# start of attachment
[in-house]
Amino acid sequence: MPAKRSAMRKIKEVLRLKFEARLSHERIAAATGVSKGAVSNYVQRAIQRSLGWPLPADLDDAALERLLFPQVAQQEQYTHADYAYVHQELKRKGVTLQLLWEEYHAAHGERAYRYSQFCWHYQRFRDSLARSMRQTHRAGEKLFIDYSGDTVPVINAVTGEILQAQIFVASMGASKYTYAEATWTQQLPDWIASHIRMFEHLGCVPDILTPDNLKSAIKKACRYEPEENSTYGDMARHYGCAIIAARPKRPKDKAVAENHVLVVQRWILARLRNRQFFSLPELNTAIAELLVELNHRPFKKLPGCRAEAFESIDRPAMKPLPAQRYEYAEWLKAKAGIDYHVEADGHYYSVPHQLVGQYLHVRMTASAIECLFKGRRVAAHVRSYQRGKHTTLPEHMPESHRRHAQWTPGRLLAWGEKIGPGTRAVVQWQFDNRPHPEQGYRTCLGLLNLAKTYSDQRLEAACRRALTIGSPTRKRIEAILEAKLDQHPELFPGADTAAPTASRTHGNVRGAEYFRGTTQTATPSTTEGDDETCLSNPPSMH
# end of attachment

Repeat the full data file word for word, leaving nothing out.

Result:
[in-house]
Amino acid sequence: MPAKRSAMRKIKEVLRLKFEARLSHERIAAATGVSKGAVSNYVQRAIQRSLGWPLPADLDDAALERLLFPQVAQQEQYTHADYAYVHQELKRKGVTLQLLWEEYHAAHGERAYRYSQFCWHYQRFRDSLARSMRQTHRAGEKLFIDYSGDTVPVINAVTGEILQAQIFVASMGASKYTYAEATWTQQLPDWIASHIRMFEHLGCVPDILTPDNLKSAIKKACRYEPEENSTYGDMARHYGCAIIAARPKRPKDKAVAENHVLVVQRWILARLRNRQFFSLPELNTAIAELLVELNHRPFKKLPGCRAEAFESIDRPAMKPLPAQRYEYAEWLKAKAGIDYHVEADGHYYSVPHQLVGQYLHVRMTASAIECLFKGRRVAAHVRSYQRGKHTTLPEHMPESHRRHAQWTPGRLLAWGEKIGPGTRAVVQWQFDNRPHPEQGYRTCLGLLNLAKTYSDQRLEAACRRALTIGSPTRKRIEAILEAKLDQHPELFPGADTAAPTASRTHGNVRGAEYFRGTTQTATPSTTEGDDETCLSNPPSMH